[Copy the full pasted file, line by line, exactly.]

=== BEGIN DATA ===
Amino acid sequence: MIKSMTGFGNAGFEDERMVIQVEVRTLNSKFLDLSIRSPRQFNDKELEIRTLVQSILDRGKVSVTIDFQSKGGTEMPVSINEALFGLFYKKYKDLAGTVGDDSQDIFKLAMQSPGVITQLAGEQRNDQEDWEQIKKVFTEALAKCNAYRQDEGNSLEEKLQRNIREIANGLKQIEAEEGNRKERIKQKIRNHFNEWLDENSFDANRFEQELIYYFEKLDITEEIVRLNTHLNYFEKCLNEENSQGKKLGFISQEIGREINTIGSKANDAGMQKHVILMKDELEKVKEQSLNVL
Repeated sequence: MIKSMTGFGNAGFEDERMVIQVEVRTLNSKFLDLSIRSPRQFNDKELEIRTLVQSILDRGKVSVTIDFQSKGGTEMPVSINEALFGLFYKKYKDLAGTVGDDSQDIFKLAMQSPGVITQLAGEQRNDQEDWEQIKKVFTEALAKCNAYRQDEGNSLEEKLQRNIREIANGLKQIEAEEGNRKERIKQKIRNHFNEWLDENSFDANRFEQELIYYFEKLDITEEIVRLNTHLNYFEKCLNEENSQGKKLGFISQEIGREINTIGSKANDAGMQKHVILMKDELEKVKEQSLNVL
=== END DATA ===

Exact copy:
Amino acid sequence: MIKSMTGFGNAGFEDERMVIQVEVRTLNSKFLDLSIRSPRQFNDKELEIRTLVQSILDRGKVSVTIDFQSKGGTEMPVSINEALFGLFYKKYKDLAGTVGDDSQDIFKLAMQSPGVITQLAGEQRNDQEDWEQIKKVFTEALAKCNAYRQDEGNSLEEKLQRNIREIANGLKQIEAEEGNRKERIKQKIRNHFNEWLDENSFDANRFEQELIYYFEKLDITEEIVRLNTHLNYFEKCLNEENSQGKKLGFISQEIGREINTIGSKANDAGMQKHVILMKDELEKVKEQSLNVL
Repeated sequence: MIKSMTGFGNAGFEDERMVIQVEVRTLNSKFLDLSIRSPRQFNDKELEIRTLVQSILDRGKVSVTIDFQSKGGTEMPVSINEALFGLFYKKYKDLAGTVGDDSQDIFKLAMQSPGVITQLAGEQRNDQEDWEQIKKVFTEALAKCNAYRQDEGNSLEEKLQRNIREIANGLKQIEAEEGNRKERIKQKIRNHFNEWLDENSFDANRFEQELIYYFEKLDITEEIVRLNTHLNYFEKCLNEENSQGKKLGFISQEIGREINTIGSKANDAGMQKHVILMKDELEKVKEQSLNVL